Definition of a Profession
What is a profession? In simplest terms the word profession means: "a vocation requiring extensive education in science or the liberal arts and often specialized training" (Costella, R. (Ed.), et al. (1995) Random House Webster's College Dictionary. New York: Random House). Joseph T. Catalano (2000) defined a profession as, "A type of occupation that meets certain criteria...that raise it to a level above that of an occupation." Many educators, social scientists, and organizations have attempted to develop a universal definition of profession without success. Each differentiates a profession from an occupation stating specific criteria. What is the common denominator? One common theme is that a profession has higher level of functioning than an occupation because of education and experience.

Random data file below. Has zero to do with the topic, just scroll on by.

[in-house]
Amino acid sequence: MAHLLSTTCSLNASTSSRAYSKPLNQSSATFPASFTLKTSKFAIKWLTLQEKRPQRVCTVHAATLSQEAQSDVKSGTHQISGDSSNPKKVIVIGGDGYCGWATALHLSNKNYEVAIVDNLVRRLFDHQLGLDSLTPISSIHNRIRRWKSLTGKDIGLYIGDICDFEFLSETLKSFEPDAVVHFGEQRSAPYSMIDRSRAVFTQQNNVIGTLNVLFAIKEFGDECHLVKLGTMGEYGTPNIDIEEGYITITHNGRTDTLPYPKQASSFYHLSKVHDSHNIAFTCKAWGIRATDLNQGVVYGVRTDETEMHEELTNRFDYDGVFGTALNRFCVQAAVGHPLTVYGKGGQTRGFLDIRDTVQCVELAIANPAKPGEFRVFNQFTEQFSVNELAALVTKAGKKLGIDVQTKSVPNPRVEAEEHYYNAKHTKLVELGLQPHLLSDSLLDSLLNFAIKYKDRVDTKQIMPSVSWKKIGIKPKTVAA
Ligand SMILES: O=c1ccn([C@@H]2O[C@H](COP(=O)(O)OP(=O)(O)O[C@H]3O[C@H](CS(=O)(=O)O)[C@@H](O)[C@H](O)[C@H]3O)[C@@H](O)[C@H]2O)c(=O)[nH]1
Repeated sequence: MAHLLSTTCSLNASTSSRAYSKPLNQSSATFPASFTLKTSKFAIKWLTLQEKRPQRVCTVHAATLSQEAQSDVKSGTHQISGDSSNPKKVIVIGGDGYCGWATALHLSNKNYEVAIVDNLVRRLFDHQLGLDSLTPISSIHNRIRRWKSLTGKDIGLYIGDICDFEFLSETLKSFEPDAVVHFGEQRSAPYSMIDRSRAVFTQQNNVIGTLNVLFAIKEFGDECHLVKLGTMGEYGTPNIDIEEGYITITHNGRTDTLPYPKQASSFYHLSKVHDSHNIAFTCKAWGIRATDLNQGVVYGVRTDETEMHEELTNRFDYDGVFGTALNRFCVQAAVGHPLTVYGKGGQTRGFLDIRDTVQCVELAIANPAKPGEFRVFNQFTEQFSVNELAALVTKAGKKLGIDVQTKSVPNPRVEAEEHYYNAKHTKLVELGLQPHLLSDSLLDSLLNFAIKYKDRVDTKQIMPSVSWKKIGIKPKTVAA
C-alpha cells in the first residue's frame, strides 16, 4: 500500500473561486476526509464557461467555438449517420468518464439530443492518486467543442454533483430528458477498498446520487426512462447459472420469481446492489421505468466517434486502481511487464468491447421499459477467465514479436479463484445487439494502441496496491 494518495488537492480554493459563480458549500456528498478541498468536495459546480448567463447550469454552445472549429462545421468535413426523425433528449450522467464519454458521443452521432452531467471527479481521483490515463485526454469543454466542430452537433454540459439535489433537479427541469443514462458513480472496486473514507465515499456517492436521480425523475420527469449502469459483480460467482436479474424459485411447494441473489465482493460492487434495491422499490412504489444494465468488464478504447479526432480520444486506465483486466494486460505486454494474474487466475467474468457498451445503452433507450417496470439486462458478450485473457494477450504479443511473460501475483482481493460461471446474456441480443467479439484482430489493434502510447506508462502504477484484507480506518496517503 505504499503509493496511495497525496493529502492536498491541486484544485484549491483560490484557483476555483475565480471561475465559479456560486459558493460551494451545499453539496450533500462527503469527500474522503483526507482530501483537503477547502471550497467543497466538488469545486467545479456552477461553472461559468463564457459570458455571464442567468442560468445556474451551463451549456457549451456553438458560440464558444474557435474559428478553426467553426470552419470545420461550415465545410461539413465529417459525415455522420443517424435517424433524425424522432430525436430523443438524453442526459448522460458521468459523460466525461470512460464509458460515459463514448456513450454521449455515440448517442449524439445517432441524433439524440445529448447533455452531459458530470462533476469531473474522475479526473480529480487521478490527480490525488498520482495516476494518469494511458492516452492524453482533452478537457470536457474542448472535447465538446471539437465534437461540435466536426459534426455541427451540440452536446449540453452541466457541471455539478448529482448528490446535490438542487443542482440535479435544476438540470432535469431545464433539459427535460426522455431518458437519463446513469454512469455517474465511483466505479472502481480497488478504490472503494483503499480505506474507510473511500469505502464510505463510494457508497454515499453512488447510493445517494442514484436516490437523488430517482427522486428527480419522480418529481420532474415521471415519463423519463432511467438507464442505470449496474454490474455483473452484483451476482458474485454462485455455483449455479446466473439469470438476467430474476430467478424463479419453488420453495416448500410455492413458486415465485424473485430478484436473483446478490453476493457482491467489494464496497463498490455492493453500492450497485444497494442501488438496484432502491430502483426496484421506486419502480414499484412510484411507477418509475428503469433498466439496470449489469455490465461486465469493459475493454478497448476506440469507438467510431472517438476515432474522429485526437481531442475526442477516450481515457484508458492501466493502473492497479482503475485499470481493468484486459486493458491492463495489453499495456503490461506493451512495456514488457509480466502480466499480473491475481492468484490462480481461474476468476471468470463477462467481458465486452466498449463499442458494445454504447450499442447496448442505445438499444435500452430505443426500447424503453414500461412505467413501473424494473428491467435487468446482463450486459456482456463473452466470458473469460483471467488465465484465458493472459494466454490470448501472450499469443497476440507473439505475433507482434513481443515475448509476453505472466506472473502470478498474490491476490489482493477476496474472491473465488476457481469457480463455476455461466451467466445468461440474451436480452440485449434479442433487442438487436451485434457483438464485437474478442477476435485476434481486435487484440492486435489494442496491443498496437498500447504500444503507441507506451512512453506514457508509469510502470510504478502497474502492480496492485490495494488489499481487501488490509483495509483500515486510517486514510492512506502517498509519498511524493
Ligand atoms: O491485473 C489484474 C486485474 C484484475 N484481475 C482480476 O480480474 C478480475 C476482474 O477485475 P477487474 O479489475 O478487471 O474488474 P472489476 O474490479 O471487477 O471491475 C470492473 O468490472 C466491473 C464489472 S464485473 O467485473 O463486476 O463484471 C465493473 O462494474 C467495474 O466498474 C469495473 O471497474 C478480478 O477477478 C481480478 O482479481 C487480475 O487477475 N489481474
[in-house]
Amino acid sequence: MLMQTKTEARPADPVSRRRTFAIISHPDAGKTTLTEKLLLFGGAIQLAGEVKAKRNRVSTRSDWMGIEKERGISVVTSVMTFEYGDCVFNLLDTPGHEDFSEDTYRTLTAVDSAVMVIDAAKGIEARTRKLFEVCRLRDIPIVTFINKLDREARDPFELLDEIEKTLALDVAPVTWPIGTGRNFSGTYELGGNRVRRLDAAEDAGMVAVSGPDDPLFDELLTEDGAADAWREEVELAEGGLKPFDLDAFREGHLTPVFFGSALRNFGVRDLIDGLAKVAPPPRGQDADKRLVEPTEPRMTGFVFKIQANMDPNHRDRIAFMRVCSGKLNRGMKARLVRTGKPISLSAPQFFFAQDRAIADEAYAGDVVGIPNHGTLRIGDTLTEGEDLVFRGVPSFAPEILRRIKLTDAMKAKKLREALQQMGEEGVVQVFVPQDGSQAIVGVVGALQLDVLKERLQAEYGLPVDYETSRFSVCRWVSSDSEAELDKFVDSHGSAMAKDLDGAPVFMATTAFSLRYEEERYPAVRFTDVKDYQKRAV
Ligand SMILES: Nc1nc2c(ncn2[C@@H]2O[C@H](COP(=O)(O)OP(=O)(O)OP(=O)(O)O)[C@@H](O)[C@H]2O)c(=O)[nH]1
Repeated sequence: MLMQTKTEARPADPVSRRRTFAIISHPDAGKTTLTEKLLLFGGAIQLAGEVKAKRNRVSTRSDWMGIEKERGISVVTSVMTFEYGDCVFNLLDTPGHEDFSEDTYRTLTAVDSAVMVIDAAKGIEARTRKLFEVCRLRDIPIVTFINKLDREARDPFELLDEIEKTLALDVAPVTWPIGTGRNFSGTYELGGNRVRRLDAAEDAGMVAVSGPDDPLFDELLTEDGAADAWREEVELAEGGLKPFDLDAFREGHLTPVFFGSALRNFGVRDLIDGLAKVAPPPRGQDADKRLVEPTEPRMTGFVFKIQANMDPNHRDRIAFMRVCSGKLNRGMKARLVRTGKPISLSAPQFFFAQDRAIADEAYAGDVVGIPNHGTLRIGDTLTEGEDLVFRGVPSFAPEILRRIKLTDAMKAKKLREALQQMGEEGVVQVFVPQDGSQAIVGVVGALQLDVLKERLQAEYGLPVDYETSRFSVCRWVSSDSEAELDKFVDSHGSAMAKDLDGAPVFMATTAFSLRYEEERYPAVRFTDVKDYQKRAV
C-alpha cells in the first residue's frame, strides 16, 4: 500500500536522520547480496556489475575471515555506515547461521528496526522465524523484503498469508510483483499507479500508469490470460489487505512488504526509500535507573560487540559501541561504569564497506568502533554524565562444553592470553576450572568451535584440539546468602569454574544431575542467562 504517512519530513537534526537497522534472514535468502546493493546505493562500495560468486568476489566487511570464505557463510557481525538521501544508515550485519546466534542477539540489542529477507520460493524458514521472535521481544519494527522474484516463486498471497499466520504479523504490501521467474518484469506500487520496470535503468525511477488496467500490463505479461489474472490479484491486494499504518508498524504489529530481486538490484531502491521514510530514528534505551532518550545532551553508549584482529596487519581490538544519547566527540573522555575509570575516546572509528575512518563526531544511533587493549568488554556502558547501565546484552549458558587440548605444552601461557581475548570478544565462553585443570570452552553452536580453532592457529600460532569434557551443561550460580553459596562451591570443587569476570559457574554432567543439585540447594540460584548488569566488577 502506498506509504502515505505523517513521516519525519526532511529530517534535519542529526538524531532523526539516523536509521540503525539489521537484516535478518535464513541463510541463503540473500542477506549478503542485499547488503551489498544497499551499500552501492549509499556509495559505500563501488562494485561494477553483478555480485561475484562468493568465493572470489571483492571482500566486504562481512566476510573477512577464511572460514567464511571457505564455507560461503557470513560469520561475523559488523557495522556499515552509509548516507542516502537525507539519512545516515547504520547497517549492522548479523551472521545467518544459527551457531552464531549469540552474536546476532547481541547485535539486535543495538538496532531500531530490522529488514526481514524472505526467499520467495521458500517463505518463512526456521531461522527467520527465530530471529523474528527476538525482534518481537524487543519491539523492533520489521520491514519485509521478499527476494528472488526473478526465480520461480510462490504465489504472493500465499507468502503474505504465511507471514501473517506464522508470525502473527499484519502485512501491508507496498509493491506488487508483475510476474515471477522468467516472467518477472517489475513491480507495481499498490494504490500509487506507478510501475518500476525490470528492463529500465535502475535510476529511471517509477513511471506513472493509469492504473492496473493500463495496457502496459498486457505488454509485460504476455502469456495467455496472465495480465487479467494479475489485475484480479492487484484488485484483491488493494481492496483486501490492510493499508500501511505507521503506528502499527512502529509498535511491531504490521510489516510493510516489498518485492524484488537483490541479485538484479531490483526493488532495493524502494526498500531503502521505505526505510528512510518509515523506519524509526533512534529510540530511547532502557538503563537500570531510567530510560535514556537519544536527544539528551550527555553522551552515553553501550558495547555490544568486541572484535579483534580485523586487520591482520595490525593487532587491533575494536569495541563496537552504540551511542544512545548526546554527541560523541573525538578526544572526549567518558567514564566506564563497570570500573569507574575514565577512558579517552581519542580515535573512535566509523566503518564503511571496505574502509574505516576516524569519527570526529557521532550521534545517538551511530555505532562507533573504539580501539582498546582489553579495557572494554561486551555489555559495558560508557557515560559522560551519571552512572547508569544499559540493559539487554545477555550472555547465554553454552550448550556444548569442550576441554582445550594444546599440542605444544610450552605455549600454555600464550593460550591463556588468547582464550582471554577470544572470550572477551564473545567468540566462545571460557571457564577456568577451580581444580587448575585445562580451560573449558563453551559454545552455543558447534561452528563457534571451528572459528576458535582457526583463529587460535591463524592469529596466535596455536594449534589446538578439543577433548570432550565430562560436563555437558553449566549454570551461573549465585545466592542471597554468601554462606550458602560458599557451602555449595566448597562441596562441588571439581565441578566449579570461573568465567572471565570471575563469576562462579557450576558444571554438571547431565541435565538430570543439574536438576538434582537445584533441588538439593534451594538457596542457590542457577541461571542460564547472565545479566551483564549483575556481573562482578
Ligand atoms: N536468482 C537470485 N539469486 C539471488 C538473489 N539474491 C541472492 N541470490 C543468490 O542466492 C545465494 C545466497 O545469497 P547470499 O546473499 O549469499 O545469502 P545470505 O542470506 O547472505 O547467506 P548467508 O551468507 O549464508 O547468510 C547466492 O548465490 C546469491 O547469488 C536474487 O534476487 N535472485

Several common elements are often used to differentiate a profession from an occupation. These elements are usually accepted throughout the business and academic communities. The population claiming to be professionals shares these characteristics.
Listed below are some of the common characteristics of a profession:
A body of knowledge derived from research, education, and training at a higher level.
Preparedness to use the specialized knowledge and skills in the interest of others.
Guidelines for behavior and ethics other than the personal morals of the individual.
Autonomy to practice skills and knowledge.
Organizational representation. Proactive membership within the organization.
Licensure provided by the government and recognized by the public as minimal level of functioning.
Changes in consumer demands, technological advances, and general resistance have made it nearly impossible to universally define profession. The characteristics, previously listed, refine the definition of a profession as: a group of people that live and work by a code of ethics and a higher standard of functioning. People that are accepted by the public as having special knowledge and skills and are prepared...